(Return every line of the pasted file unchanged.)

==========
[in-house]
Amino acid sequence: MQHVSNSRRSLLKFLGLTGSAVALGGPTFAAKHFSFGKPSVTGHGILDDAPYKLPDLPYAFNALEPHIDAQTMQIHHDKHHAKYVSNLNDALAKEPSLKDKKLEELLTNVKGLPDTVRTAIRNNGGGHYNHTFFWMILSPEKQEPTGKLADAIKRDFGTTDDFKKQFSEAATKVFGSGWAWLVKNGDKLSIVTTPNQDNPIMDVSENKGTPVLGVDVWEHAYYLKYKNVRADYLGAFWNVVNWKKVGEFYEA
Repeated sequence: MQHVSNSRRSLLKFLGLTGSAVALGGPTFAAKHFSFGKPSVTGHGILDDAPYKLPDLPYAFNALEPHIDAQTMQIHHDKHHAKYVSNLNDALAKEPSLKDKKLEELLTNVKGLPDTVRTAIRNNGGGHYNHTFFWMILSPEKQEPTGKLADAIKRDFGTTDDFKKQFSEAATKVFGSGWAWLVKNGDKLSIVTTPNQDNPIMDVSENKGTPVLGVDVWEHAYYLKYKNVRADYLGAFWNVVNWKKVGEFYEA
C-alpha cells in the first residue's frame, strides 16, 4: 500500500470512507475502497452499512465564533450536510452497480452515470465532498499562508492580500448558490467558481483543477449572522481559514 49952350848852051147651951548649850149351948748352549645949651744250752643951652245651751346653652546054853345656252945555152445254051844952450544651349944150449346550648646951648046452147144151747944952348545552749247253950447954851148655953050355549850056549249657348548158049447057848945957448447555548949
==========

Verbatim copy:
[in-house]
Amino acid sequence: MQHVSNSRRSLLKFLGLTGSAVALGGPTFAAKHFSFGKPSVTGHGILDDAPYKLPDLPYAFNALEPHIDAQTMQIHHDKHHAKYVSNLNDALAKEPSLKDKKLEELLTNVKGLPDTVRTAIRNNGGGHYNHTFFWMILSPEKQEPTGKLADAIKRDFGTTDDFKKQFSEAATKVFGSGWAWLVKNGDKLSIVTTPNQDNPIMDVSENKGTPVLGVDVWEHAYYLKYKNVRADYLGAFWNVVNWKKVGEFYEA
Repeated sequence: MQHVSNSRRSLLKFLGLTGSAVALGGPTFAAKHFSFGKPSVTGHGILDDAPYKLPDLPYAFNALEPHIDAQTMQIHHDKHHAKYVSNLNDALAKEPSLKDKKLEELLTNVKGLPDTVRTAIRNNGGGHYNHTFFWMILSPEKQEPTGKLADAIKRDFGTTDDFKKQFSEAATKVFGSGWAWLVKNGDKLSIVTTPNQDNPIMDVSENKGTPVLGVDVWEHAYYLKYKNVRADYLGAFWNVVNWKKVGEFYEA
C-alpha cells in the first residue's frame, strides 16, 4: 500500500470512507475502497452499512465564533450536510452497480452515470465532498499562508492580500448558490467558481483543477449572522481559514 49952350848852051147651951548649850149351948748352549645949651744250752643951652245651751346653652546054853345656252945555152445254051844952450544651349944150449346550648646951648046452147144151747944952348545552749247253950447954851148655953050355549850056549249657348548158049447057848945957448447555548949